All primers for PCR amplification were purchased from Integrated DNA Technologies (Coralville IA). All unnatural oligonucleotides were synthesized by Biosearch Technologies (Petaluma, California, USA) with purification by reverse phase cartridge. Phosphoramidites of dNaM and dTPT3 were synthesized by WuXi AppTec (Tianjin China). The dNaM, dTPT3, NaM and TPT3 nucleosides were synthesized by WuXi AppTec and then triphosphorylated by MyChem LLC (San Diego CA). Analytical data for custom nucleotides are summarized in Supplementary Table 9 below. Plasmid clean-up for cloning plasmids was performed using QIAprep commercial kits (QIAGEN). All cloning enzymes were purchased from New England Biolabs (Ipswitch, MA). gBlock® gene fragments and natural oligonucleotides (with standard purification and desalting) were purchased from IDT (Coralville, IA). Sequencing was performed by Genewiz (San Diego, California, USA). Plasmids were isolated using commercial miniprep kits (QIAprep, Qiagen or ZR Plasmid Miniprep Classic, Zymo Research). PCR reactions for amplification of DNA used TempAssure PCR 8-Tube Strips (USA Scientific, Cat. No. 1402-2380) with a Roche Life Science LightCycler 96 Q-PCR thermocycler. DNA Clean and Concentrator kits from Zymo Research were used for purification of all Golden Gate Assembly reactions and Golden Gate vector and insert fragments. Both Golden Gate Assembly and Gibson Assembly protocols were performed on a MJ Research PTC-200 Thermal Cycler. DNA quantitation was carried out using Qubit DNA HS Assay Kits (Molecular Probes, Cat. No. Q32854). A list of primers used in these studies is included in Supplementary Table 10 below.
Growth media and antibiotics
All liquid bacterial cultures were grown in 2×YT (ThermoFisher Scientific, Cat. No. BP9736), with the addition of additional chemicals and antibiotics as indicated, shaking at 250 rpm with a 1″ throw. Liquid bacterial cultures were grown in 2×YT supplemented with potassium phosphate (50 mM, pH 7) by adding 30.75 mL/L 1 M Potassium Phosphate Dibasic Solution (Sigma, Cat. No. P8584-4L) and 19.25 mL/L 1 M Potassium Phosphate Monobasic Solution (Sigma, Cat. No. P8709-4L) (hereafter referred to as 2×YTP). Overnight liquid cultures were grown in 50 mL Bio-Reaction Tubes (CellTreat Scientific Products, Cat. No. 229475) using 2×YTP media. Small scale protein expression experiments were performed using overnight cultures grown in 17 × 100 mm test tubes (Fisherbrand, Cat. No. 14-956-1J) to seed 25 mL media in 125 mL baffled culture flasks with 0.2 µM vented caps (Corning, Cat. No. 431405). Flasks were incubated at 37 °C using a Kuhner ISF-1-W Incubator Shaker using a 1″ throw at 250 rpm. The optical densities of the bacterial cultures were measured using 1.5 mL semi-micro cuvettes (Fisherbrand, Cat. No. 14955127) and an Implen P330 NanoPhotometer set to 600 nm and blanked with sterile growth media. Antibiotics used consisted of ampicillin (100 µg/mL), chloramphenicol (5 µg/mL) and zeocin (50 µg/mL), all purchased commercially. Cultures were supplemented using N6-(2-azidoethoxy)-carbonyl-l-lysine hydrochloride (hereinafter referred to as AzK) purchased from Synchem (Buffalo Grove, IL) and prepared to a 1 M stock solution in nuclease-free water.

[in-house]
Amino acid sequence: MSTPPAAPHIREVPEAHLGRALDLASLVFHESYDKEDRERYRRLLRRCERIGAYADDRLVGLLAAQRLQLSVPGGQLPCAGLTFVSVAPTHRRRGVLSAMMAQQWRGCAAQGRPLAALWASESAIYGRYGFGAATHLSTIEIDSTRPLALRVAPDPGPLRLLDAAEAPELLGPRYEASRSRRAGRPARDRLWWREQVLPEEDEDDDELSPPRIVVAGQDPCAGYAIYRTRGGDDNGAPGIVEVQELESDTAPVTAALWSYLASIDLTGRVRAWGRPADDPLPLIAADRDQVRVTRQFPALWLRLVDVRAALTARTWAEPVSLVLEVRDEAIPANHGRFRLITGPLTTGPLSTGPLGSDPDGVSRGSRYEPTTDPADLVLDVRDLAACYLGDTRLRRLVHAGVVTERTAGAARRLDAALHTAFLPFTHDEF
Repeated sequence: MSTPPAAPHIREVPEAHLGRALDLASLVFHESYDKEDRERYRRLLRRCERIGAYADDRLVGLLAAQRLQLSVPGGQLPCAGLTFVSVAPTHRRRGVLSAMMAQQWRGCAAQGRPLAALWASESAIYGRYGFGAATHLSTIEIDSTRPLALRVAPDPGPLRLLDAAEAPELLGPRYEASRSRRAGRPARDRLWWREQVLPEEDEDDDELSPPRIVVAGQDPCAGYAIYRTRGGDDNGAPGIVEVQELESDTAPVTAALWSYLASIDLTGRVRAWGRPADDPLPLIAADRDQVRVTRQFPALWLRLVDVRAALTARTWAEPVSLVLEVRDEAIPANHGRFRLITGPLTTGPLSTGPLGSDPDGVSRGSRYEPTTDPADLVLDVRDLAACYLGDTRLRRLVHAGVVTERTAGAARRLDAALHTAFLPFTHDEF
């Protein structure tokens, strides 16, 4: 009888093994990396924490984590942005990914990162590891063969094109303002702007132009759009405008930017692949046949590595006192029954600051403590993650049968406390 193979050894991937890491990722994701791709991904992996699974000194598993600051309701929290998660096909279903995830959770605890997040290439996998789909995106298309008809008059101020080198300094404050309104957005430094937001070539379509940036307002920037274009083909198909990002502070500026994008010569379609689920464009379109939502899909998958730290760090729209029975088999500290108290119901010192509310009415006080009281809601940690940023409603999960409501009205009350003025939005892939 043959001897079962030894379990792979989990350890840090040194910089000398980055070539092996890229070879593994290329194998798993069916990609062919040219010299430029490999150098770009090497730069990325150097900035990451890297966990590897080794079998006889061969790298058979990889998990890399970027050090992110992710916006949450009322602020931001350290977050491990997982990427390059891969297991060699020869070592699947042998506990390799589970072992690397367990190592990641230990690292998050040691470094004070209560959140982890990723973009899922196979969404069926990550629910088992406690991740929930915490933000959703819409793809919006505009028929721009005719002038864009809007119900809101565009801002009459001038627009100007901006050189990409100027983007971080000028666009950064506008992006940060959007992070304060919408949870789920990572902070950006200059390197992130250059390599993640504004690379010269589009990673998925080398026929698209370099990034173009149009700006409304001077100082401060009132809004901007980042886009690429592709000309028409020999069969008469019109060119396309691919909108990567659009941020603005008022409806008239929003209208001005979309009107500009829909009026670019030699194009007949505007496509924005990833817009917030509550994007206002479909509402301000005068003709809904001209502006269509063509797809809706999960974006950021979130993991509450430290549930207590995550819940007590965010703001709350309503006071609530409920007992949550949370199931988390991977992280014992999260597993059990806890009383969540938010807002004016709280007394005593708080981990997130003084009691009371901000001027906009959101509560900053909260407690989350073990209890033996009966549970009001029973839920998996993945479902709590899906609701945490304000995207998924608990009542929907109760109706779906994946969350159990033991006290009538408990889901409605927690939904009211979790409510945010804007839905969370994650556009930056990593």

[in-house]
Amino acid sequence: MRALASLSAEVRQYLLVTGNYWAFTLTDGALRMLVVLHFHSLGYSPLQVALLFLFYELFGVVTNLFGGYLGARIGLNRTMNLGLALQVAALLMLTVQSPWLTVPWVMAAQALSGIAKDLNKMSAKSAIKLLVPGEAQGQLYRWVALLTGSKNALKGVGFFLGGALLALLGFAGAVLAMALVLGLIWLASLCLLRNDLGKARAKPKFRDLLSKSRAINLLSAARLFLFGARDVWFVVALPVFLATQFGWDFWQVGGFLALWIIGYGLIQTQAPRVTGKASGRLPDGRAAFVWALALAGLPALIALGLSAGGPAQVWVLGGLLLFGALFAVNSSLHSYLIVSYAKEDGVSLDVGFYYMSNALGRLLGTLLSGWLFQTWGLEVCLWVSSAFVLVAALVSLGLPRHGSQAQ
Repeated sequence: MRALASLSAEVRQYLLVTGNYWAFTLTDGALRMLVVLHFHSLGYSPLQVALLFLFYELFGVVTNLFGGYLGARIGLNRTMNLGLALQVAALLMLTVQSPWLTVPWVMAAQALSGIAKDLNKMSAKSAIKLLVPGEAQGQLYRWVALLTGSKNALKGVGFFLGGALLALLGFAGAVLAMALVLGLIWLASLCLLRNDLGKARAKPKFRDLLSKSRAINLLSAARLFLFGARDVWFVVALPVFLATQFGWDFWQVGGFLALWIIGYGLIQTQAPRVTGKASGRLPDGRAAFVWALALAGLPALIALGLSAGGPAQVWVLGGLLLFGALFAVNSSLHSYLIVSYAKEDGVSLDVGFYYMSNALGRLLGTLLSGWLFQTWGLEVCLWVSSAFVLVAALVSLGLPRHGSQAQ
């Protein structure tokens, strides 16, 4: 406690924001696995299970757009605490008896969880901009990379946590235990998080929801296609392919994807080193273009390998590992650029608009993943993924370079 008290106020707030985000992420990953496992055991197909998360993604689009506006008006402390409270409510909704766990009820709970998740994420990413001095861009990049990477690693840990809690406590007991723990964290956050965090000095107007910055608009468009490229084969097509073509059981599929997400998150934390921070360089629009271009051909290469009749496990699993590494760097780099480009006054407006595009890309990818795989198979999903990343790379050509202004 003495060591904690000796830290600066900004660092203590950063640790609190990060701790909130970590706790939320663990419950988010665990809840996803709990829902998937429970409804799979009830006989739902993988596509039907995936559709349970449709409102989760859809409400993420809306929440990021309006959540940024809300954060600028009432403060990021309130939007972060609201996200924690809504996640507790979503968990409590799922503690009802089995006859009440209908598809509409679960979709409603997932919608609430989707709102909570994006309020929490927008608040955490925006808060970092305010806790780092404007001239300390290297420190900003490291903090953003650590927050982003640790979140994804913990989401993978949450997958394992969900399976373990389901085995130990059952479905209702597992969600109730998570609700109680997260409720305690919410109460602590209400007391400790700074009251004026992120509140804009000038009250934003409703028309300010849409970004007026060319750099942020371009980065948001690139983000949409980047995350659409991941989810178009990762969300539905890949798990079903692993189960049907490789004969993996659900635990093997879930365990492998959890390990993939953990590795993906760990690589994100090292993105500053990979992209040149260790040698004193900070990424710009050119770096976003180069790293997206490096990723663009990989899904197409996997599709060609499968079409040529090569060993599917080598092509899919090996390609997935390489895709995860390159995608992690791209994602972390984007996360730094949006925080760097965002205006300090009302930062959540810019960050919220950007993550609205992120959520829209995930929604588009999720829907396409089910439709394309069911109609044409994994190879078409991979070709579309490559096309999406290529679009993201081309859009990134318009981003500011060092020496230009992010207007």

Construction of PylRS-expressing plasmid
The plasmid pSyn321 (pGEX-MbPylRS) was constructed by gene synthesis of a fragment corresponding to the sequence of the M. barkeri pyrrolysine aminoacyl tRNA synthetase (PylRS) and Gibson Assembly (Gibson Assembly Master Mix, New England Biolabs (NEB)) with a pGEX4T-1 plasmid (obtained from Genscript, Piscataway NJ) and contains the pBR322-type ColE1 origin of replication and ampicillin resistance. The assembly removed the glutathione S-transferase gene and multiple cloning site from pGEX4T-1 and place PylRS under the control of Ptac-lacO.
Molecular assembly of expression plasmids containing the XY base pair
Insert fragments for Golden Gate assembly of the IL-2 coding region as well as the anticodon of the M. mazei pylT gene were generated by amplification of chemically synthesized oligonucleotides using both dTPT3TP and dNaMTP. Primers used in the PCR contained BsaI restriction enzyme recognition sites that when digested produce distinct overhangs which complement the cloning region of the destination plasmid, giving both directionality of the insert ligation as well as a “scar-less” final product. These insert template oligonucleotides were amplified at a concentration of 1 ng per 50 µL reaction using a mixture of OneTaq DNA Polymerase and Deep Vent Polymerase (NEB), 1× OneTaq buffer, 0.5× of SybrGreen, 3.0 mM MgSO4, 200 µM dNTPs, 100 µM of each unnatural nucleotide and 0.5 µM of each primer. SybrGreen was used to monitor amplification curves via qPCR. IL-2 XY inserts were amplified with the following thermocycling conditions (times denoted as mm:ss): [96 °C 1:00 | 15× (96 °C 0:15 | 50 °C 0:05 | 68 °C 4:00)], while the pylT tRNA inserts were amplified with slightly modified annealing temperature conditions: [| 5 × (94 °C 0:30 | 56 °C 0:05 | 68 °C 4:00), then | 10× (94 °C 0:30 | 62 °C 0:05 | 68 °C 4:00)]. Inserts were purified using the Zymo Clean and Concentrator Kit and quantitated using the Qubit DNA HS Assay Kit.